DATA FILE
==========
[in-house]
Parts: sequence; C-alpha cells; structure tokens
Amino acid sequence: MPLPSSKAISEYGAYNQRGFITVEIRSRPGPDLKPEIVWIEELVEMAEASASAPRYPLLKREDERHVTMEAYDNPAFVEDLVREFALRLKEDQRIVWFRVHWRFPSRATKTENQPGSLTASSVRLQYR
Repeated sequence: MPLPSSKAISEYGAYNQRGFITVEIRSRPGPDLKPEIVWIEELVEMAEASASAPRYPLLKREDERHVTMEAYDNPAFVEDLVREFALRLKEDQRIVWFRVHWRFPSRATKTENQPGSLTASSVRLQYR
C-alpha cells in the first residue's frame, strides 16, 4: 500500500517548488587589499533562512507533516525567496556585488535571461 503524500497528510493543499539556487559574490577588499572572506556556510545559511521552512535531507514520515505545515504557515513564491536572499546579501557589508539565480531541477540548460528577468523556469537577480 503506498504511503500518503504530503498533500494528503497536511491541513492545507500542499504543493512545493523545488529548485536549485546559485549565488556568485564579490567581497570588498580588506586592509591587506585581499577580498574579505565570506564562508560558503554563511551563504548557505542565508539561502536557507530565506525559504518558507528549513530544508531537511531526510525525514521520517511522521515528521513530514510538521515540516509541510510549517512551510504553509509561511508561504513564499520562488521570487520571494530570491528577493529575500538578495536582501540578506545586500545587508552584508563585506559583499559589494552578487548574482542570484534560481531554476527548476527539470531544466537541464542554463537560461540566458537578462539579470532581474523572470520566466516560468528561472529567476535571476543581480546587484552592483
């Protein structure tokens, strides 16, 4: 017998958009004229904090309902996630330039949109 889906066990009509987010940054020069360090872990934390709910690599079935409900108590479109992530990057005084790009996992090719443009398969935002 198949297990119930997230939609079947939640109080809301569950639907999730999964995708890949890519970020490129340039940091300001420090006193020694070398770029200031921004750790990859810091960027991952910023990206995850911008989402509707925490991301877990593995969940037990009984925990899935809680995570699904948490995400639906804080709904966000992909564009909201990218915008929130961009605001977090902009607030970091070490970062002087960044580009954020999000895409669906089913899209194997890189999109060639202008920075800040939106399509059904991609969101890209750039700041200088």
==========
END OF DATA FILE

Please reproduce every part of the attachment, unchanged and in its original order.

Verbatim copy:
[in-house]
Parts: sequence; C-alpha cells; structure tokens
Amino acid sequence: MPLPSSKAISEYGAYNQRGFITVEIRSRPGPDLKPEIVWIEELVEMAEASASAPRYPLLKREDERHVTMEAYDNPAFVEDLVREFALRLKEDQRIVWFRVHWRFPSRATKTENQPGSLTASSVRLQYR
Repeated sequence: MPLPSSKAISEYGAYNQRGFITVEIRSRPGPDLKPEIVWIEELVEMAEASASAPRYPLLKREDERHVTMEAYDNPAFVEDLVREFALRLKEDQRIVWFRVHWRFPSRATKTENQPGSLTASSVRLQYR
C-alpha cells in the first residue's frame, strides 16, 4: 500500500517548488587589499533562512507533516525567496556585488535571461 503524500497528510493543499539556487559574490577588499572572506556556510545559511521552512535531507514520515505545515504557515513564491536572499546579501557589508539565480531541477540548460528577468523556469537577480 503506498504511503500518503504530503498533500494528503497536511491541513492545507500542499504543493512545493523545488529548485536549485546559485549565488556568485564579490567581497570588498580588506586592509591587506585581499577580498574579505565570506564562508560558503554563511551563504548557505542565508539561502536557507530565506525559504518558507528549513530544508531537511531526510525525514521520517511522521515528521513530514510538521515540516509541510510549517512551510504553509509561511508561504513564499520562488521570487520571494530570491528577493529575500538578495536582501540578506545586500545587508552584508563585506559583499559589494552578487548574482542570484534560481531554476527548476527539470531544466537541464542554463537560461540566458537578462539579470532581474523572470520566466516560468528561472529567476535571476543581480546587484552592483
């Protein structure tokens, strides 16, 4: 017998958009004229904090309902996630330039949109 889906066990009509987010940054020069360090872990934390709910690599079935409900108590479109992530990057005084790009996992090719443009398969935002 198949297990119930997230939609079947939640109080809301569950639907999730999964995708890949890519970020490129340039940091300001420090006193020694070398770029200031921004750790990859810091960027991952910023990206995850911008989402509707925490991301877990593995969940037990009984925990899935809680995570699904948490995400639906804080709904966000992909564009909201990218915008929130961009605001977090902009607030970091070490970062002087960044580009954020999000895409669906089913899209194997890189999109060639202008920075800040939106399509059904991609969101890209750039700041200088």